Additionally, on April 23, 2020, the United States Attorney for the Southern District of Georgia charged a telemedicine company owner in connection with an alleged $60 million fraud scheme involving fraudulent orders for durable medical equipment (“DME”). The case arose out of coordinated government efforts in 2019, dubbed “Operation Brace Yourself” and “Operation Double Helix,” to root out fraud in connection with DME and genetic testing. These efforts reflect the U.S. Department of Justice’s increasing scrutiny of telemedicine services and led to the prosecutions of several telemedicine providers in multiple jurisdictions over the last year.

Healthcare Providers Must Proceed Carefully as They Expand Their Telemedicine Services

Telemedicine offers tremendous opportunity to healthcare providers seeking to continue servicing patients in this age of stay-at-home and shelter-in-place orders. Providers must nonetheless remain cognizant of the potential pitfalls that come with the industry-wide expansion now being fueled by government support. They should review their malpractice and liability policies to ensure that they apply to the specific telemedicine services offered. To address pervasive cybersecurity and privacy concerns, providers should consider implementing best practices, such as: utilizing VPN, multifactor authentication, or other methods of identity authentication to protect information; entering into business associate agreements with technology vendors; and avoiding communicating protected health information in public spaces. Providers must also be diligent in maintaining necessary patient records, including signed informed consent forms. Notably, the specific requirements for informed consent forms varies by state. Providers should carefully review them to ensure compliance in the state or states in which they do business.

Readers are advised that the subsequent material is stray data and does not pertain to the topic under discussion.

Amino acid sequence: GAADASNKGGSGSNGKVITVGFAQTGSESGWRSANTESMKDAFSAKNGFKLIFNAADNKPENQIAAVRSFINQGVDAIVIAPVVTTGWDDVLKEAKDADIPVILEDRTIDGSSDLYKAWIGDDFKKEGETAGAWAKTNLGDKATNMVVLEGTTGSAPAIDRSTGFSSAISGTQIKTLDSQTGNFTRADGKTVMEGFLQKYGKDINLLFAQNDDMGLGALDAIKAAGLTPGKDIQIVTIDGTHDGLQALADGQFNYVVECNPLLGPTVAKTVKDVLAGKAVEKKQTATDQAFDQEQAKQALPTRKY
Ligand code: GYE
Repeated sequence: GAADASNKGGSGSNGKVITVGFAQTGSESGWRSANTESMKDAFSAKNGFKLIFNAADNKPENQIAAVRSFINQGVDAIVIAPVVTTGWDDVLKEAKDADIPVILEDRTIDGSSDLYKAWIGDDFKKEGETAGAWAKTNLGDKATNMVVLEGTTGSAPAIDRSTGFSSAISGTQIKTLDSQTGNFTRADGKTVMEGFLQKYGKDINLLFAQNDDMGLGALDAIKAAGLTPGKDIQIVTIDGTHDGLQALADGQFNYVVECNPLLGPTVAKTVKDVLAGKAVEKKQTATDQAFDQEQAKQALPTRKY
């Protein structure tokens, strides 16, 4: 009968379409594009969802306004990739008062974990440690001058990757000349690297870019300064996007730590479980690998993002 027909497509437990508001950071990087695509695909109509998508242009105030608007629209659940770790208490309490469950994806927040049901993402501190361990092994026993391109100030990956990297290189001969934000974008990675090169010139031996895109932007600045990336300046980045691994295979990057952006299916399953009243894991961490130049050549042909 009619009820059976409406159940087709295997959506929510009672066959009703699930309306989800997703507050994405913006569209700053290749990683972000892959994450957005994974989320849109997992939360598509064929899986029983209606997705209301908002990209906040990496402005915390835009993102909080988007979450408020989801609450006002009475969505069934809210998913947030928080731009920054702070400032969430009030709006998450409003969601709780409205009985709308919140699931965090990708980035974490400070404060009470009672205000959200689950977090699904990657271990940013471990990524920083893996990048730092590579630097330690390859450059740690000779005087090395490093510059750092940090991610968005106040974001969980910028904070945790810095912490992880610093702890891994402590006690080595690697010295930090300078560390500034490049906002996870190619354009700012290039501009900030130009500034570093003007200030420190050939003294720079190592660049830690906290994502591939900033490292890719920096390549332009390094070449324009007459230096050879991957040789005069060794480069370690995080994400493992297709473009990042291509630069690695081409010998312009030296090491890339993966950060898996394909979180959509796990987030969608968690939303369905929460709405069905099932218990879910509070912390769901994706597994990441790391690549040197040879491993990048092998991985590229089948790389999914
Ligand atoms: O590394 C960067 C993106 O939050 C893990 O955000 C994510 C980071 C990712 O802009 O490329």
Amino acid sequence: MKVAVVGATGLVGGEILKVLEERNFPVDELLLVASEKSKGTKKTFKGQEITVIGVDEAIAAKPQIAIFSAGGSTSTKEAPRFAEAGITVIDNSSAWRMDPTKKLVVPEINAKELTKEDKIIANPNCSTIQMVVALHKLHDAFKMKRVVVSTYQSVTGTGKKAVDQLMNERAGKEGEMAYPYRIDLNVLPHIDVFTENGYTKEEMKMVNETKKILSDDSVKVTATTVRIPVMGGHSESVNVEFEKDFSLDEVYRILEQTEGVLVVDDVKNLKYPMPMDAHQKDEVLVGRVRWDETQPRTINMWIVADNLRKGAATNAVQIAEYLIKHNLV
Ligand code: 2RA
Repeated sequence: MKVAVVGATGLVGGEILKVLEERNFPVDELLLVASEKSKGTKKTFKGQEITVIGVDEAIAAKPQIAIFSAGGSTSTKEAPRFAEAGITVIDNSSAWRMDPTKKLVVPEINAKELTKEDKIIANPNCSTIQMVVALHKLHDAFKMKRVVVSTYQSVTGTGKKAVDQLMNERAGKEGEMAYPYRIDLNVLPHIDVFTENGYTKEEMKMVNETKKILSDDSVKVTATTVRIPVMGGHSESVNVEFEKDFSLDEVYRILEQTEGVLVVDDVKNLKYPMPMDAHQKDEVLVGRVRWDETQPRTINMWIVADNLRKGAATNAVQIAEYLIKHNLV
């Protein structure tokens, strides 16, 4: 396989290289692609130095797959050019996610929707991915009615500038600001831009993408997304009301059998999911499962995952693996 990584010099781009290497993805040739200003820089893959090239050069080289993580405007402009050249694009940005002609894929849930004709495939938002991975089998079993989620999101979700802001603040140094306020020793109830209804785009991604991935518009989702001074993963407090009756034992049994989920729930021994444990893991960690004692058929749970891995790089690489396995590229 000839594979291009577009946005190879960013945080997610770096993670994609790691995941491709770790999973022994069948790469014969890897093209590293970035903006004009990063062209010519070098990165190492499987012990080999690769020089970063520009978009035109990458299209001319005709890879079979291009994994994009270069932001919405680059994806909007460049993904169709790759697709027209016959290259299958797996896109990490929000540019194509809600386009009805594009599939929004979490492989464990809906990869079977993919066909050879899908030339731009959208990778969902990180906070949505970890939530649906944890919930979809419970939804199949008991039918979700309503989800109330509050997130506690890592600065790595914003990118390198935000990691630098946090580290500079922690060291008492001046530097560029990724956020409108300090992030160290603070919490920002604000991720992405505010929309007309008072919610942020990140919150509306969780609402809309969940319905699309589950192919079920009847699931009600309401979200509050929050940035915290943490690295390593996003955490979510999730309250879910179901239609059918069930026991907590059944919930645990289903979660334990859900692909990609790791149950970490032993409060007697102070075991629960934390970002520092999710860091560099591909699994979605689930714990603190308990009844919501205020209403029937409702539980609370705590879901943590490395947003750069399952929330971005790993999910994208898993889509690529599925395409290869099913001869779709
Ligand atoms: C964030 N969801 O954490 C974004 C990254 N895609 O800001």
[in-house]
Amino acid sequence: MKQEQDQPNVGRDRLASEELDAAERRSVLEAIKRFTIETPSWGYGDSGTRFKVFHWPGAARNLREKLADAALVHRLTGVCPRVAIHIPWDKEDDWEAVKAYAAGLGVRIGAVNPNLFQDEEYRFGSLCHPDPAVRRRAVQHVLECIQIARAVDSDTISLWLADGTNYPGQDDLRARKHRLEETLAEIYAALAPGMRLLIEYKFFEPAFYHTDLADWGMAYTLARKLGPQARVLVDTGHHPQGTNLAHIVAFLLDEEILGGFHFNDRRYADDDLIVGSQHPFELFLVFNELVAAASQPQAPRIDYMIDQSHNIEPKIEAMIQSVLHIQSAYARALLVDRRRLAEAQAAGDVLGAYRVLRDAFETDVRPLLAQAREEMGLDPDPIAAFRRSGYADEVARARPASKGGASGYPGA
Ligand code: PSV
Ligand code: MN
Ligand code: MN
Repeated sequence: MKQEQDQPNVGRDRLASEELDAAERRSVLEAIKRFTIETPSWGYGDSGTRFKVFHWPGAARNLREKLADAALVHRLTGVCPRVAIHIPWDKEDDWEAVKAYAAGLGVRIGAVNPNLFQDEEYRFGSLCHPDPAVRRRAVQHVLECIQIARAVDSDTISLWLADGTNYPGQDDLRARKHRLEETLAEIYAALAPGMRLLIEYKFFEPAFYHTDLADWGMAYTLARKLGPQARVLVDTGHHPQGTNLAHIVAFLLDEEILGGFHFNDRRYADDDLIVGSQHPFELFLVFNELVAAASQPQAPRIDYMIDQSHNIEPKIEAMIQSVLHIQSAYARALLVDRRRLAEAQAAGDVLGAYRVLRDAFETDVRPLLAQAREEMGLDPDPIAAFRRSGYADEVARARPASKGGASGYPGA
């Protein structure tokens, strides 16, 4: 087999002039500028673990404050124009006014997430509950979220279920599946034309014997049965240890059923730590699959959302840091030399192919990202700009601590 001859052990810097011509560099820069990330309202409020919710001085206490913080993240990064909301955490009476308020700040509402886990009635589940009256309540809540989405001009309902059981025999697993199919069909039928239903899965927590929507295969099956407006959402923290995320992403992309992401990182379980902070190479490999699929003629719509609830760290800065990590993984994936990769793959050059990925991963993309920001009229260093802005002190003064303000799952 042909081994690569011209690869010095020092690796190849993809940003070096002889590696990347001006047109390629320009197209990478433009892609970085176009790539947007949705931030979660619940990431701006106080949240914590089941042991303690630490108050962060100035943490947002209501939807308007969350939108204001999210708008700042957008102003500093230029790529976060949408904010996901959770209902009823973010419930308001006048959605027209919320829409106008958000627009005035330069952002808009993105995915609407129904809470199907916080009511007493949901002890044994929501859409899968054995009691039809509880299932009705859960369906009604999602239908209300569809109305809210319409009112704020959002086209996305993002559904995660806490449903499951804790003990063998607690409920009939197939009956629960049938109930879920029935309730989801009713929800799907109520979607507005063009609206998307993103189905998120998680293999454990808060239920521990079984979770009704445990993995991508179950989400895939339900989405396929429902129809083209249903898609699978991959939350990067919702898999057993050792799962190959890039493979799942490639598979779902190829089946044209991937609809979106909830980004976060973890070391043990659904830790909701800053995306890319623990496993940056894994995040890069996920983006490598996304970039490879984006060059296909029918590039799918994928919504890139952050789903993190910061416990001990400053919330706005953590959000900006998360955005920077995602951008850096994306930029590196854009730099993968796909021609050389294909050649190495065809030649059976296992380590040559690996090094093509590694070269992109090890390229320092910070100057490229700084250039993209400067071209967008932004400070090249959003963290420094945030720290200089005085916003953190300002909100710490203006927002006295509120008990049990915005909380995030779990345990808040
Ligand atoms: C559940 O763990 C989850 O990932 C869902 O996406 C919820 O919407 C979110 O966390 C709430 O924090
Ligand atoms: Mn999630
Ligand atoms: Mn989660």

Considering the rapidly changing legal landscape, providers should have in place effective compliance programs and billing procedures to ensure compliance with applicable state and federal policies. Moreover, government agencies, including the U.S. Department of Justice and other state and federal law enforcement authorities, will vigorously pursue companies and individuals that unlawfully take advantage of the system by trying dishonestly to reap government funds or by avoiding compliance with applicable policies or licensing requirements. As such, healthcare providers must be truthful in any disclosures they make to the government.

Telehealth offers a way to treat patients even as in-person appointments are restricted severely. Providers that proceed with caution, ensure compliance with applicable laws and regulations, and take comprehensive steps to safeguard their cybersecurity will be poised to succeed in this new environment.